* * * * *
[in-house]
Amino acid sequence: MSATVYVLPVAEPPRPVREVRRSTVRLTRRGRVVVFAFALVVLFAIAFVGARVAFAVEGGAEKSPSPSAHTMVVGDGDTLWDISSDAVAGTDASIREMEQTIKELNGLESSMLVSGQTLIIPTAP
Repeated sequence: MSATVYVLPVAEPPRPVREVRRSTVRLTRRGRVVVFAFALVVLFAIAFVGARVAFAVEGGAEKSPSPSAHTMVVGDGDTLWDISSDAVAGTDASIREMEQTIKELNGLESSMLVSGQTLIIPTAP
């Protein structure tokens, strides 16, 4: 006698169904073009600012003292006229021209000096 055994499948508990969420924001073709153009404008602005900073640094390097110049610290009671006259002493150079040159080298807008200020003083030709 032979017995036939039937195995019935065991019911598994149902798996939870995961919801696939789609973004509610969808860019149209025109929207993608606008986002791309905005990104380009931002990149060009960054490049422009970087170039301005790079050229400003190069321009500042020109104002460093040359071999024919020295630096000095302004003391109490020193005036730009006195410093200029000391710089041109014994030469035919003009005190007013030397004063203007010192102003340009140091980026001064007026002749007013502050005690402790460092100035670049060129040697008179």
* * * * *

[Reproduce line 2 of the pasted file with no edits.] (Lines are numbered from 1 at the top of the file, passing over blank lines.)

Amino acid sequence: MSATVYVLPVAEPPRPVREVRRSTVRLTRRGRVVVFAFALVVLFAIAFVGARVAFAVEGGAEKSPSPSAHTMVVGDGDTLWDISSDAVAGTDASIREMEQTIKELNGLESSMLVSGQTLIIPTAP